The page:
‘State of Lung Cancer’ report finds dramatic disparities among communities of color

People of color who are diagnosed with lung cancer face worse outcomes when compared to whites, according to the American Lung Association’s 2021 “State of Lung Cancer” report.

It notes dramatic disparities in D.C., while Virginia overall ranks above average for people receiving treatment and Maryland ranks among the best states in the nation for survival and treatment.



The national lung cancer survival rate is 20% for communities of color and 18% for Black Americans.

“We have improved with regards to survival with lung cancer over the last decade or so — we’re up to 23.7% five-year survival (overall), which is better, but again, not where it should be,” said Dr. Amit K. Mahajan, an American Lung Association volunteer medical expert.

Known as “Dr. Bobby,” Mahajan is medical director of Interventional Pulmonology and Complex Airways Disease Program at Inova Medical Group, which serves Northern Virginia and the D.C. area.

“All groups of individuals, whether it be by males, females, different backgrounds, in terms of Black Americans, Asian Americans, everyone, we should all be improving at the same pace,” he said. “And unfortunately, we’re seeing that black Americans especially are not having the same kind of survival, identification, and treatments, as we would hope, at this day in 2021.”

The American Lung Association’s 2021 “State of Lung Cancer” report map shows case trends and rankings. (Courtesy of American Lung Association)
Among the 2021 “State of Lung Cancer” report findings:

In DC:

  • Black Americans, when compared with white Americans are 126% more likely to be diagnosed with lung cancer (59.5 of 100,000 vs. 26.3 of 100,000); 31% less likely to receive surgery; and 32% more likely to receive no treatment.
  • Compared to other states, D.C. is among the worst in the nation for early stage diagnosis, lack of treatment and high-risk screenings for lung cancer.
  • It’s seventh in the nation for the number of new cases of lung cancer at 45.4 per 100,000 compared to 57.7 per 100,000 nationally.

In Maryland:

  • Maryland ranks among the best in the nation for lung cancer survival, surgical treatment rates, and cases receiving treatment.
  • The state is ninth in the nation — among the best for treatment at 17.7% — for those receiving no treatment. An improvement over the 21.1% of cases nationally receiving no treatment.
  • Latino Americans are 29% less likely to be diagnosed at an early stage, and Asian Americans and Pacific Islanders are 23% less likely, when the five year survival rate is much higher. Black Americans are 12% less likely than white Americans to receive surgery as a first course of treatment.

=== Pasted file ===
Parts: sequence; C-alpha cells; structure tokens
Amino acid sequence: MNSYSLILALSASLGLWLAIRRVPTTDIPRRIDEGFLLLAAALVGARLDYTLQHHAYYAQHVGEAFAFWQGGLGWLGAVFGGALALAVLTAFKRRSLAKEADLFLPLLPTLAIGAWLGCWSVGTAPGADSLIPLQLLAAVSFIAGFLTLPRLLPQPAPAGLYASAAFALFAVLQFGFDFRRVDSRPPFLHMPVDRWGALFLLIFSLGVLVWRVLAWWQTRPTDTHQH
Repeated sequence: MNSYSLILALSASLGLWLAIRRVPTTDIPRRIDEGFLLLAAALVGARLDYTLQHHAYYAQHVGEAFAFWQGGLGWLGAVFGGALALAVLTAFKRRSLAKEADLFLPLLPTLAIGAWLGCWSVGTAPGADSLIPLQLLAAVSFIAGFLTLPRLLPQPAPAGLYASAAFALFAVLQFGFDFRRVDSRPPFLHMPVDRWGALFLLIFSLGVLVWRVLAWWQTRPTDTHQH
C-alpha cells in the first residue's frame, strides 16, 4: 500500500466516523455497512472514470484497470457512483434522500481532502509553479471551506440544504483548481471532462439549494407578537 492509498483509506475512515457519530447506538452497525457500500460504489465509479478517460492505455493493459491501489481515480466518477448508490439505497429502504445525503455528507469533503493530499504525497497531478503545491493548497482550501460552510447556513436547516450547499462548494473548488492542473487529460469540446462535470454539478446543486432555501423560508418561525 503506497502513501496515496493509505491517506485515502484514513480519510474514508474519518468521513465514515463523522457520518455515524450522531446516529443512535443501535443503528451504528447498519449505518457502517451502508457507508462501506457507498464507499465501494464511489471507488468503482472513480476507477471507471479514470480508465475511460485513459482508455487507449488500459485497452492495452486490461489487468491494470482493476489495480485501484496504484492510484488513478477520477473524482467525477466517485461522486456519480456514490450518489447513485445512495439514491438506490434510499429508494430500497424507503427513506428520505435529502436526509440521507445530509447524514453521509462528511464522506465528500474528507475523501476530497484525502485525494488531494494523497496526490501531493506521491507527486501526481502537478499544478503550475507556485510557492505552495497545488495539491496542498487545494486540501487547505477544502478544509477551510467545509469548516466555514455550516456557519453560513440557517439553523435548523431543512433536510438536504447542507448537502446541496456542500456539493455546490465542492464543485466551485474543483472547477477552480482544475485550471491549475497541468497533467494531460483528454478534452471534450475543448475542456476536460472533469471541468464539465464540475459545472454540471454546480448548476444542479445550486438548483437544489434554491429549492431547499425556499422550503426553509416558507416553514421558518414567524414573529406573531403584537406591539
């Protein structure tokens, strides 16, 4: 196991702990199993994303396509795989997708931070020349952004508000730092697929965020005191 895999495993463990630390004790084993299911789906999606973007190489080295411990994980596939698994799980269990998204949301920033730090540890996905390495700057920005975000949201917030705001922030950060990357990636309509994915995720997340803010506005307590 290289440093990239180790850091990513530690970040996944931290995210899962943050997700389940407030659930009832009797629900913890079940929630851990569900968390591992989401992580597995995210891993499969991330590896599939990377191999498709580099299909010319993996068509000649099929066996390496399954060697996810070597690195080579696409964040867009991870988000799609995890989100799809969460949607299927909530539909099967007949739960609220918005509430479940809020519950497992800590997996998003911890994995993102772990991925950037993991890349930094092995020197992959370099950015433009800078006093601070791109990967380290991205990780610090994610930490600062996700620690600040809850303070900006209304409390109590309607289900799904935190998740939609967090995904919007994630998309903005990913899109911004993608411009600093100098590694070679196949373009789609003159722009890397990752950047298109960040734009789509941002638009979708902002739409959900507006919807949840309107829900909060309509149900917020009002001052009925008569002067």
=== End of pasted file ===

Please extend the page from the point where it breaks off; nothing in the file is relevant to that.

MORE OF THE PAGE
• It’s 18th in the nation for new cases of lung cancer at 55.4 per 100,000 compared to 57.7 per 100,000 nationwide.

In Virginia:

  • Virginia ranks above average for people receiving treatment after diagnosis (8 of 49) but Black Americans are 8% less likely to be treated than white Americans.
  • In Virginia, Asian Americans and Pacific Islanders are 23% less likely and Black Americans are 14% less likely than white Americans to be diagnosed early for lung cancer. Black Americans are also 18% less likely than white Americans to receive surgery as a first course of treatment; and 8% less likely to receive treatment after diagnosis.
  • It’s 16th in the nation for new cases of lung cancer at 55.1 per 100,000 compared to 57.7 per 100,000 nationally.

Getting screened

The U.S. Preventive Services Task Force last March recommended screenings begin at age 50 instead of 55. This recommendation is for people with smoking exposure of 20 packs per year versus 30, which is the equivalent of smoking one pack a day for 20 years, or two packs a day for 10 years.

“Although Virginia and D.C. [are] in the middle of the averages for the country in terms of lung cancer screening (Maryland is also average), lung cancer screening as a whole is still very low. In all honesty, we look at anywhere from two to 12%, across the country, of Americans who qualify for lung cancer screening are actually getting lung cancer screening,” Mahajan said.

“And by performing lung cancer screening, we’re able identify cancers earlier and provide the ability to treat these patients and cure them. So really, what I would say is we’re improving, but we could be improving much more.”

“We need to identify this as a real national emergency — the number of patients who are dying of lung cancer and who are not getting appropriately screened. The idea of someone lacking breast cancer screening, colon cancer screening, having this many people die from it, and not having screened would be unheard of. Unfortunately, there is somewhat of a stigma when it comes to lung cancer, because the most common cause of lung cancer is smoking,” Mahajan said.

You can take the quiz to find out if you’re eligible for lung cancer screening at the American Lung Association’s website. It’s also recommended that you talk to your doctor about getting screened.

Kristi King

Kristi King is a veteran reporter who has been working in the WTOP newsroom since 1990. She covers everything from breaking news to consumer concerns and the latest medical developments.

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